Spain nurse improves as world tries to stem Ebola
Countries across the world scrambled Saturday to stem a deadly Ebola outbreak that is getting worse "every day", as the condition of a Spanish nurse infected with the disease improved.
Travellers were screened and safety drills were carried out as a UN official just back from west Africa warned the disease, which has killed more than 4,000 people there, was outpacing efforts to fight it.
"The virus is far ahead of us and every day the situation gets worse," the head of the United Nations' emergency Ebola mission Anthony Banbury, told UN leaders after a tour of Liberia, Guinea and Sierra Leone, the nations worst hit by the epidemic.
"Collectively we must stop the spread to other countries and ensure that countries are prepared to rapidly detect, control, and eliminate the virus if it is introduced."
A suspect case was ruled out in Brazil, where a Guinean man tested negative for Ebola, the health ministry said, but fears of contagion persisted in Europe.
Attention there focused on Madrid-based nurse Teresa Romero, 44, the first person diagnosed as having caught the disease outside Africa.
Spanish government officials were locked in a meeting on Saturday to coordinate their response to the crisis.
Romero's condition "improved in the night. She is conscious and talks from time to time when she is in a good mood," a hospital source told AFP.
Her condition "is serious but is improving", the source said.
Sixteen other people, mostly hospital staff, are under observation at the Carlos III hospital where Romero is being treated. The hospital said one of them was expecting final test results and could be discharged Saturday.
Doctors started treating Romero with the experimental Ebola treatment ZMapp late on Friday, the source added.
There is still no vaccine or widely available treatment for Ebola, but ZMapp, made in California, is one of several drugs that have been fast-tracked for development.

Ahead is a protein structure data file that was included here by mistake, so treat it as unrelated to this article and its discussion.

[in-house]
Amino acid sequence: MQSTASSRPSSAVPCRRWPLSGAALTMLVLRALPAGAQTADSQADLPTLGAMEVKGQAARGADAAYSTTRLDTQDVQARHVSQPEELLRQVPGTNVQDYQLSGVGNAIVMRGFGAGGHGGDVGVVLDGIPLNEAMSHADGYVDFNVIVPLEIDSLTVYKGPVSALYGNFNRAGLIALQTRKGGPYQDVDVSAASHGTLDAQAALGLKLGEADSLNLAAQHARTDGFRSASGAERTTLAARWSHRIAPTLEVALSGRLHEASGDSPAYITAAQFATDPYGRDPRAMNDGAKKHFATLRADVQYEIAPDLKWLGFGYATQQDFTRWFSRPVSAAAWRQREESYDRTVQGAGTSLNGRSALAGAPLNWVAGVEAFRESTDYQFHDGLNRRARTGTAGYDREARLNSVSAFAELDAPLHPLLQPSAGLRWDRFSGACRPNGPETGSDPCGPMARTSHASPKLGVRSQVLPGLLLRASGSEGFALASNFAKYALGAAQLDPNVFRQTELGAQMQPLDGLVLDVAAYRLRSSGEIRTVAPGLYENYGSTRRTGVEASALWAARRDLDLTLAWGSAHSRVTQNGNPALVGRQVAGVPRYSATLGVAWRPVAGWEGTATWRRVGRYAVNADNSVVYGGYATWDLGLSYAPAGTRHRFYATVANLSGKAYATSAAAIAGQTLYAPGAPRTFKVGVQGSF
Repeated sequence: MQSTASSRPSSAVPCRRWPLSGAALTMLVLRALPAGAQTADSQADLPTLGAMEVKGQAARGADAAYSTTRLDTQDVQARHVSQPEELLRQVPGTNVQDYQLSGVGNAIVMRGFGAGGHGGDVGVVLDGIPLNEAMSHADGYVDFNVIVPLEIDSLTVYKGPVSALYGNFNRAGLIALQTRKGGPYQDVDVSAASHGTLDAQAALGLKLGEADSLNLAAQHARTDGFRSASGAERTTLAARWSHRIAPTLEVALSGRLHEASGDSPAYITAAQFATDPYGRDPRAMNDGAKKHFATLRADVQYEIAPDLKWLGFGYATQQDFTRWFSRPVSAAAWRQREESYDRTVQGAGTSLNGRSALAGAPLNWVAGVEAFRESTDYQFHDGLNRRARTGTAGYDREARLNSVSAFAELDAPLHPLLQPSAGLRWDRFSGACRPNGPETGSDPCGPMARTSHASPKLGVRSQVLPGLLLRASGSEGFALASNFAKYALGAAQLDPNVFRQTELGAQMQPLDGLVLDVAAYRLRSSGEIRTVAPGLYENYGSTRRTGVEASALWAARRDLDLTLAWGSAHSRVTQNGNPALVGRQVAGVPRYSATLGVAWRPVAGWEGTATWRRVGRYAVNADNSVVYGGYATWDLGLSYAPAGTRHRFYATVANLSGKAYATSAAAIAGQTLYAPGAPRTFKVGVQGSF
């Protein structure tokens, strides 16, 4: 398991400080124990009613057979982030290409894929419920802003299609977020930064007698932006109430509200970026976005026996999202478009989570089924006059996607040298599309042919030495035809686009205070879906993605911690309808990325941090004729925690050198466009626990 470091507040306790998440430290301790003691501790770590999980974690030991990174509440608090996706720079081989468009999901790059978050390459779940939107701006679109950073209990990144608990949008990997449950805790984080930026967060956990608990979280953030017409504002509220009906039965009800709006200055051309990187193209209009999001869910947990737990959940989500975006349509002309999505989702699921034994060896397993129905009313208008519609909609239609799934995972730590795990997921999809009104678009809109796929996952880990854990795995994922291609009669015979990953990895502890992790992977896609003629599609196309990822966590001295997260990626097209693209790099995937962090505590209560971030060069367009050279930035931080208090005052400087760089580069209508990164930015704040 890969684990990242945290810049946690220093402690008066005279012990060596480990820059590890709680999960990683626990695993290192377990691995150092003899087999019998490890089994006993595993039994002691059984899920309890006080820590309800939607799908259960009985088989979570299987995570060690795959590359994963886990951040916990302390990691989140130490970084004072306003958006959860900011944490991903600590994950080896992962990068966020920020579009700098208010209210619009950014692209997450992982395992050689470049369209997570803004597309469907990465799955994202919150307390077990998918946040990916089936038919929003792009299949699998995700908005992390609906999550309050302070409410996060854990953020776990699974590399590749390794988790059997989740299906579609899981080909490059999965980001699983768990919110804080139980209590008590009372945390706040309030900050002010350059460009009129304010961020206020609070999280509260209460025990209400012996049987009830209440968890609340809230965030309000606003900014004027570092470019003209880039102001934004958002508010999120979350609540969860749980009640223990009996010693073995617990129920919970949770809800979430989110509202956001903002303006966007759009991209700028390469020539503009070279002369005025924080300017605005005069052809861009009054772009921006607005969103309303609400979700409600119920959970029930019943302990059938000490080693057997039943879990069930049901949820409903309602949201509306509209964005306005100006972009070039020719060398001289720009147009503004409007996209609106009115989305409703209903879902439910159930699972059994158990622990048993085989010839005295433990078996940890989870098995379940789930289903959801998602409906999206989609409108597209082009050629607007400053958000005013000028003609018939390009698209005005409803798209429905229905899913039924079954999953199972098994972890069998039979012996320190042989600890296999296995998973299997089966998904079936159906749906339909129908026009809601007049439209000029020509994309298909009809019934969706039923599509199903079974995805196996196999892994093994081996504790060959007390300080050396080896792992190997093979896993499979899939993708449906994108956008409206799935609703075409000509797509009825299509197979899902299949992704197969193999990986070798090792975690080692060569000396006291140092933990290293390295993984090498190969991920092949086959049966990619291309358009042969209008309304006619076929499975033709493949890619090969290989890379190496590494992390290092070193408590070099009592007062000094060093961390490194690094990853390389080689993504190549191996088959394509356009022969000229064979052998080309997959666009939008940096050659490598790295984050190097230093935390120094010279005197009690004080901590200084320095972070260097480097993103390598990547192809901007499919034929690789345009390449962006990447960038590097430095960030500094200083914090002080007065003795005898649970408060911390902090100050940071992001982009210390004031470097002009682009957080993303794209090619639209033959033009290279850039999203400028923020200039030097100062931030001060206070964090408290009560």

Romero is thought to have contracted the disease in late September in a Madrid hospital while caring for a Spanish missionary infected with Ebola in Africa who later died.
- Hoaxes fuel Ebola fear -
The WHO said 4,033 people have died from Ebola as of October 8 out of a total of 8,399 registered cases in seven countries.
The sharp rise in deaths came as the UN said aid pledges to fight the outbreak have fallen well short of the $1 billion (800 million euros) needed.
The Spanish health ministry on Friday called on citizens "to continue their daily activities normally," after a series of hoaxes fuelled fears of wider contagion.
Police said on Saturday they had arrested a man in the southern Spanish city of Cadiz who they said had triggered a safety alert by pretending to have Ebola symptoms.
Officials at the Madrid hospital insisted there was no risk of infection from patients under observation, including Romero's husband, who were photographed leaning out of the windows of their hospital rooms.
- Disease safety drills -
Britain held a nationwide exercise on Saturday to test its preparedness for an Ebola outbreak.
The eight-hour exercise featured actors pretending to be infected with Ebola plus medical staff treating them at undisclosed locations around the country.
Britain and the United States have boosted screening at major airports such as London Heathrow and JFK in New York.
In Latin America, Peru and Uruguay have announced similar airport measures and Mexico and Nicaragua planned to tighten controls of migrants heading for US soil as an Ebola precaution.
The Canadian government advised its citizens to leave the west African countries most affected by Ebola. It took measures at its own borders to screen for potentially exposed travellers.
- More money needed -
The United Nations and leaders of Guinea, Liberia and Sierra Leone pleaded for greater help on the frontline of the disease in Africa.
UN Deputy Secretary General Jan Eliasson said only a quarter of "the one billion dollars sought" to combat the disease had been pledged. He appealed for doctors, nurses and other healthcare personnel to come forward.
The president of Guinea met Friday with International Monetary Fund head Christine Lagarde, who promised the organisation was "ready to do more if needed."
Ebola concern spread to the sports world, with hosts Morocco calling for the January-February 2015 Africa Cup of Nations to be postponed, but the African Football Confederation said the schedule would not be changed.
© 2014 AFP